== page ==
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Hill panel gets earful from small business about ‘fiscal cliff’
Owners warn of impact of tax hikes
With the so-called “fiscal cliff” quickly approaching at the end of the year, small-business owners on Thursday told a House subcommittee that the Obama administration’s tax proposal would hurt the nation’s leading job providers and prevent them from hiring or increasing wages and benefits.
At a hearing of the House Small Business economic growth, tax and capital access subcommittee, its chairman, Rep. Joe Walsh, Illinois Republican, warned that even though the president’s plan would only raise taxes for about 3 percent of small businesses, that adds up to 940,000 companies, and the some $500 billion in tax increases could lead to more than 700,000 jobs lost.
“While there is broad agreement that allowing all of the tax relief enacted in 2001 and 2003 to expire is inappropriate and should be avoided, there is wide disagreement on the composition of an extension and what it means for small business,” Mr. Walsh said.
Meanwhile, the subcommittee’s ranking member, Rep. Kurt Schrader, Oregon Democrat, called for comprehensive tax reform that would give these small businesses long-term certainty, rather than having to rely on extensions of the Bush tax cuts every few years.
“Small firms are the drivers of the nation’s economy, so the cost of collecting taxes should not be put on them,” Mr. Schrader said.
“Small firms depend on tax incentives to offset costs of innovation and expansion,” he added. “While I support temporary tax provisions and extenders because they are critical for small businesses, their temporary nature causes uncertainty. Not knowing whether these tax provisions will be renewed makes planning for future growth very difficult for small businesses.”
Following the hearing, Small Business Committee Chairman Sam Graves, Missouri Republican, announced the full committee would hold a hearing on the issue Sept. 20.
The Obama administration has called for tax increases on individuals earning more than $200,000, in many cases rising to 39.6 percent from 35 percent, among other new taxes, but that would hit many small businesses.
This includes a growing number of small businesses registered as so-called “pass-through” entities, which means they file under the owner’s personal taxes, rather than as a corporation.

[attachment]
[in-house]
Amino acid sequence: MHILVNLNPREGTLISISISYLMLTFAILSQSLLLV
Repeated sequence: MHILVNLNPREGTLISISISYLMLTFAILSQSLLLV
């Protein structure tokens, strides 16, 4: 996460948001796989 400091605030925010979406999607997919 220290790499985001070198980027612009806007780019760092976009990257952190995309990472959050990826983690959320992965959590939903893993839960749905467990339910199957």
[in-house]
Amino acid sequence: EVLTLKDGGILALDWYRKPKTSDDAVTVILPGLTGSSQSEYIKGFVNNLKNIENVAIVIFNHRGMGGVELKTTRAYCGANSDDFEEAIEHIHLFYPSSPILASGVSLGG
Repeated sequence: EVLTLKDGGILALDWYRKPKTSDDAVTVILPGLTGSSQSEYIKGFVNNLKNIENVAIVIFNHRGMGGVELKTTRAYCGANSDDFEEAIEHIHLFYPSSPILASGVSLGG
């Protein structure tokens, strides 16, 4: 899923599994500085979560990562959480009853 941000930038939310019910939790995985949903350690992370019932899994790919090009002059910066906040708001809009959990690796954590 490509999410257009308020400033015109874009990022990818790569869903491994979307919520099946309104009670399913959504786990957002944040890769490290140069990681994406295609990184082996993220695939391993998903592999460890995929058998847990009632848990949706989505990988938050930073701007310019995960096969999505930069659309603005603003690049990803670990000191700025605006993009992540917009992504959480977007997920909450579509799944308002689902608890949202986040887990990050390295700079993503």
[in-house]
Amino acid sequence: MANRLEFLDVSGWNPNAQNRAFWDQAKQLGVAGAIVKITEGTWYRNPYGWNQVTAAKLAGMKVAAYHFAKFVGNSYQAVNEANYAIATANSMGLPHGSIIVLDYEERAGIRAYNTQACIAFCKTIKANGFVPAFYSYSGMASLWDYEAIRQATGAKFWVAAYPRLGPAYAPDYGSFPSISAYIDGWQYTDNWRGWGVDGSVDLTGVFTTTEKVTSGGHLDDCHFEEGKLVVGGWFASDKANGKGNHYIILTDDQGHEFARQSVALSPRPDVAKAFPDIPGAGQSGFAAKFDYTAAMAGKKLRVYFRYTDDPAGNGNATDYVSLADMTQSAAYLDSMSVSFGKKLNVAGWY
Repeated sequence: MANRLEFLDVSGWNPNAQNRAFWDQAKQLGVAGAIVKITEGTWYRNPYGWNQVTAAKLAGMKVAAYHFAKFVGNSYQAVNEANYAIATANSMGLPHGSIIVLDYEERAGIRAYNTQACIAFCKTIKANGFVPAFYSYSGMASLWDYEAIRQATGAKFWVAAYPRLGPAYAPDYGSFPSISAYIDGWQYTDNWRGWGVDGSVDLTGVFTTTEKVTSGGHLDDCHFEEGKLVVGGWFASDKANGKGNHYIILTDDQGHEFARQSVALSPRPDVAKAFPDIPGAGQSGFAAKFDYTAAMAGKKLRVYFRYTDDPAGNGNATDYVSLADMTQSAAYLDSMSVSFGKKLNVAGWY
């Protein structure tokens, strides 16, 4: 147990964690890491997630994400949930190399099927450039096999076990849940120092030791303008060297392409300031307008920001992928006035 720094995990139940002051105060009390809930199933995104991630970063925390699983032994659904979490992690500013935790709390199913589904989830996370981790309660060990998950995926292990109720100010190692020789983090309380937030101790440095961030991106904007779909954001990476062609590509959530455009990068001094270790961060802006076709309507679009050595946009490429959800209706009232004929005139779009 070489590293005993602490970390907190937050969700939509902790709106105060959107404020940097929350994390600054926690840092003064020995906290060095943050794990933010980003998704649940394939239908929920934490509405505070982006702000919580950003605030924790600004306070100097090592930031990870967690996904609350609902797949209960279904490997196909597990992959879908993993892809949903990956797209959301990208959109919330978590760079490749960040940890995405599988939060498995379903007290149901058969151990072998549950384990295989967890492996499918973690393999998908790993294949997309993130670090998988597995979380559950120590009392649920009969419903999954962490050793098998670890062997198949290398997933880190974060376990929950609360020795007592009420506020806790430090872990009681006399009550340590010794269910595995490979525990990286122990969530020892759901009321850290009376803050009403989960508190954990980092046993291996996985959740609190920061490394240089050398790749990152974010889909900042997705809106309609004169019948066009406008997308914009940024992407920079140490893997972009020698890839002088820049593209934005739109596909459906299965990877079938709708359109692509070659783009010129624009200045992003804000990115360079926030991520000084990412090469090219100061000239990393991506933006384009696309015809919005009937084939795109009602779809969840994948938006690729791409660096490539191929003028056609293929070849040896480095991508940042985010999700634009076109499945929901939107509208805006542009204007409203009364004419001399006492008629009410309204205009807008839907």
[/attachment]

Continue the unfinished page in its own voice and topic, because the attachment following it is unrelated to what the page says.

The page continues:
Pass-through entities, including Subchapter S and LLC, are designed to protect owners who can’t afford the expense of becoming corporations from frivolous lawsuits against their personal property.
The number of pass-through companies nearly tripled to 31.8 million by 2008 from 1980, and Ernst & Young reports that 90 percent of all U.S. businesses are pass-through entities.
Small-business owners are calling for help.
While these small-business owners aren’t thought of as millionaires and billionaires, many do make $200,000 or more, so their businesses would be taxed at the top rate.
The Tax Foundation, a Washington-based research group, found that the top 2 percent of private businesses pay 40 percent of tax increases.
“These are the most successful, growing and profitable firms, that are key to America’s economic recovery,” Tax Foundation President Scott Hodge said. “In every sense of the word, this would amount to a ‘success tax’ on our best and brightest entrepreneurs.”
But, when it comes to accessing the money, most small-business owners invest it back in their companies and don’t use it for personal finances.
“What is critically important to understand is that profits in a business incorporated as a Sub S or LLC entity do not translate to cash in the pocket of the owner,” Theresa Kern, owner of MA Steel Erectors, a subcontractor based in Palos Heights, Ill., told the committee. “But a loss in a business nearly always requires the owner to either forgo her own salary, or even invest more of her own money into the firm.”
“My bank and bonding company will require that I not only pay myself only a minimal amount, but that I leave the profits in the business in order to show a stronger financial position,” she added. “All of that nice profit will be reported as income to me, and I will have to pay tax on it, even though I may not have one penny of it in my personal checking account.”
Doug Harmon, owner of Twin City Die Castings, a manufacturer based in Minneapolis, said the uncertainty in the tax system is leading to more temporary workers and fewer full-time jobs, as well as wage and benefits freezes.
“For manufacturers like me, this tax cliff, or ‘taxmageddon,’ is a serious threat,” Mr. Harmon said. “Given this uncertainty over taxes and other potential government regulations, instead of hiring new employees, increasingly the die-casting industry is choosing to hire temporary workers to fill their employment needs,” he said.
“Furthermore, if their taxes are increased, they will be forced to reduce wages and/or delay wage increases to their employees, as well as impacting their workers’ benefit packages,” he said.
© Copyright 2014 The Washington Times, LLC. Click here for reprint permission.
About the Author
Tim Devaney is a national reporter who covers business and international trade for The Washington Times. Previously, he worked for the Detroit News, Grand Rapids Press, Portland Press Herald and Bangor Daily News. Tim can be reached at firstname.lastname@example.org.
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